It bears emphasizing that this is a “potted history” (in a non-pejorative sense). In a short essay, I can’t recount every historical detail and space constraints will require me to compress some developments into a somewhat simplified version for purposes of presenting the historical progression in a quick and easily digestible format. Of course, one should consult more detailed historical accounts of the digital revolution and its follow-on revolutions. For example, I recommend T.R. Reid’s The Chip, which provides an engaging and accessible recounting of the scientific and technological developments that made possible the Digital Revolution.
What is a “Software Patent”?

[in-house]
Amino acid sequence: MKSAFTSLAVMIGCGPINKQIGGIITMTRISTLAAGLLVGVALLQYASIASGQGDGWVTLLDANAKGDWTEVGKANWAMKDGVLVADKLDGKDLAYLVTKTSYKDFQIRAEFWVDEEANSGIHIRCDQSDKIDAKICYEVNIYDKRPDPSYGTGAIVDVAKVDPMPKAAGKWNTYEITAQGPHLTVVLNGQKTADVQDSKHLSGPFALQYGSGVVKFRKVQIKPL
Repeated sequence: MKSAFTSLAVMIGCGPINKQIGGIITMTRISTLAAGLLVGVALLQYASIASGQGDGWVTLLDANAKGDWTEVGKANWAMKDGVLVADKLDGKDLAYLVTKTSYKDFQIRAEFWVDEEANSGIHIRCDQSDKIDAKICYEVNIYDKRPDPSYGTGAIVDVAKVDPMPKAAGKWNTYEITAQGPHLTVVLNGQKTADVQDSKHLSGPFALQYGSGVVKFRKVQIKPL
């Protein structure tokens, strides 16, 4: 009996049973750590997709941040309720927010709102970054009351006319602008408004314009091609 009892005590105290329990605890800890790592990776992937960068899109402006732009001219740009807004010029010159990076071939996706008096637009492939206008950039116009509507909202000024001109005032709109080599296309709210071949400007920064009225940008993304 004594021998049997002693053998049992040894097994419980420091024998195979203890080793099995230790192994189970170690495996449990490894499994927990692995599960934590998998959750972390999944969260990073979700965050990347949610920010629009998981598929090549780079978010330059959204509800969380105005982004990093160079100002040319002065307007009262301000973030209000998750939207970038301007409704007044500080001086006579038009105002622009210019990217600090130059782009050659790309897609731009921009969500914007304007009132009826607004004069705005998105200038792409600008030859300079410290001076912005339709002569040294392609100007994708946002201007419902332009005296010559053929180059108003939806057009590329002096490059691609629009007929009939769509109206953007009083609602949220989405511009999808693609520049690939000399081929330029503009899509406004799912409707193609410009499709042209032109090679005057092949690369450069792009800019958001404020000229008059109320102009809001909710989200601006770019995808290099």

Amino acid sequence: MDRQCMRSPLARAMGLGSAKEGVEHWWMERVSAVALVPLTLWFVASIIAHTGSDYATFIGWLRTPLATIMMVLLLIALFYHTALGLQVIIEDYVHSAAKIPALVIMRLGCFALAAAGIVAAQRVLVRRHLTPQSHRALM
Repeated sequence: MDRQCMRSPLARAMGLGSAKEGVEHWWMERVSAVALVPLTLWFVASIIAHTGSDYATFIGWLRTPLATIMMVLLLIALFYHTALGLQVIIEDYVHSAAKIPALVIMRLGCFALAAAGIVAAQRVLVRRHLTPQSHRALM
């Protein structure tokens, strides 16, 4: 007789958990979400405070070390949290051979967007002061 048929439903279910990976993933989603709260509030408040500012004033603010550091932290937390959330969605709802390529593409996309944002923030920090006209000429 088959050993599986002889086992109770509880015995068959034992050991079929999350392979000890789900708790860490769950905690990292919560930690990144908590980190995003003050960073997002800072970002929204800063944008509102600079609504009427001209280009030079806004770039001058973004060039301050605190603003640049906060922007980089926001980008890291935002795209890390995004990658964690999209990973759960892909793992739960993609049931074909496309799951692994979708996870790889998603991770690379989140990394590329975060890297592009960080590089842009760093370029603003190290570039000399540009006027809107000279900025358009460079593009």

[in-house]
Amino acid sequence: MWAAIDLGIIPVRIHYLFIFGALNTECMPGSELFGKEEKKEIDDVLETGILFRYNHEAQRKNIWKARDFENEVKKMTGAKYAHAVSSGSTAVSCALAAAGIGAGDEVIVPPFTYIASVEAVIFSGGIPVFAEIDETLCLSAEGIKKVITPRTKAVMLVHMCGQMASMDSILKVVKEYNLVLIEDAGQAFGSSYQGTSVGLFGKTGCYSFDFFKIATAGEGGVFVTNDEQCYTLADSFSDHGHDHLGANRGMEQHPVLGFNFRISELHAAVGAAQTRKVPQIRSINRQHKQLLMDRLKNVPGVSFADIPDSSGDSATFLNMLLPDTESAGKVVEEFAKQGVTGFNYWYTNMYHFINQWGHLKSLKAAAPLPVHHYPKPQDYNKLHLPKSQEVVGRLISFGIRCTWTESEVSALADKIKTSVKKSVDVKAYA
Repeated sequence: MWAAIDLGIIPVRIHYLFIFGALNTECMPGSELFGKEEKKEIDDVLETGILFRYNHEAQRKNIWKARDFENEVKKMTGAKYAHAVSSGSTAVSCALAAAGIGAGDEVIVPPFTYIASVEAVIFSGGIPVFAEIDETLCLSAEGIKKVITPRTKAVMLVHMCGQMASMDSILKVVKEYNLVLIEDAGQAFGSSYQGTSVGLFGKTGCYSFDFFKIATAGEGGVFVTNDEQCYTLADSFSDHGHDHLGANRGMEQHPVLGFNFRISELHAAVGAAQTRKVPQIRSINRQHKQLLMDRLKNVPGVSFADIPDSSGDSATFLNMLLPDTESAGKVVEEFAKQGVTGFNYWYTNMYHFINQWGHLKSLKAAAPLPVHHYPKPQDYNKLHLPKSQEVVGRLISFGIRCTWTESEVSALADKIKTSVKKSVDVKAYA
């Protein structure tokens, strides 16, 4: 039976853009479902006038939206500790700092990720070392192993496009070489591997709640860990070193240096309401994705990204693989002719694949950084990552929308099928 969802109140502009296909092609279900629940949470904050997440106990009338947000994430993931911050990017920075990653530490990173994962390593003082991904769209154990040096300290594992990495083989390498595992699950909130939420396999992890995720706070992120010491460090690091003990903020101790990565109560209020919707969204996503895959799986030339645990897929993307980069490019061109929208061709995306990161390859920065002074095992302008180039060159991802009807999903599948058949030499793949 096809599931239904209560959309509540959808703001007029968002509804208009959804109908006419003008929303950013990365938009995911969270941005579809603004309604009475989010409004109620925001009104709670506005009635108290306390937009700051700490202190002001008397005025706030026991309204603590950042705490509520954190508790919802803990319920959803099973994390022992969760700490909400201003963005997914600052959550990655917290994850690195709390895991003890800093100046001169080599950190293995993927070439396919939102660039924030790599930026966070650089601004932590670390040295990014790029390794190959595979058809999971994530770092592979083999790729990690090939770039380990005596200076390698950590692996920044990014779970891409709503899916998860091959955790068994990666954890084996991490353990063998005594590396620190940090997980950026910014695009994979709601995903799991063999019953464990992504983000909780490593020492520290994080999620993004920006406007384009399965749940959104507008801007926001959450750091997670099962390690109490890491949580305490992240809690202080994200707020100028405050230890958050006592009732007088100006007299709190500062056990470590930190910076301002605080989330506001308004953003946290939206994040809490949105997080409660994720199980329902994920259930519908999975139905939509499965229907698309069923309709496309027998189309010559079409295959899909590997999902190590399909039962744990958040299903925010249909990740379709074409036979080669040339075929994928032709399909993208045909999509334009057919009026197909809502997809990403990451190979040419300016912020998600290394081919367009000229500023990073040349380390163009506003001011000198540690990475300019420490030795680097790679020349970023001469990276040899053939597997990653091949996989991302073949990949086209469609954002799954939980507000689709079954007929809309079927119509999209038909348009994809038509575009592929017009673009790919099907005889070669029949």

Before we can address the history, though, it is necessary to get clear on what exactly we mean by a “software patent.” One of the primary problems with the term “software patent” is that, like other widely used terms in the patent policy debates today, it lacks an objective definition. For instance, many critics of “software patents” attack them as patents on “mathematics” or patents on a “mathematical algorithm,” but this is sophistry. As commentators have repeatedly recognized, a word processing program like Word for Windows or a spreadsheet program like Excel are not the same thing as 2+2=4, and the fact that computer programs use mathematics is an argument that proves too much. All patented innovation uses mathematics; in fact, physicists love to say that the universal language of the universe is mathematics. If taken seriously, the argument that a “web browser, spreadsheet, or video game is just math and therefore it’s not … eligible for patent protection,” would invalidate all patents if applied equally to other inventions, especially processes and methods. All inventions of practically applied processes and machines are reducible to mathematical abstractions and algorithms (e.g., a patentable method for operating a combustion engine is reducible to the law of PV=nRT, the principles of thermodynamics, and other laws of nature comprising the principles of engineering).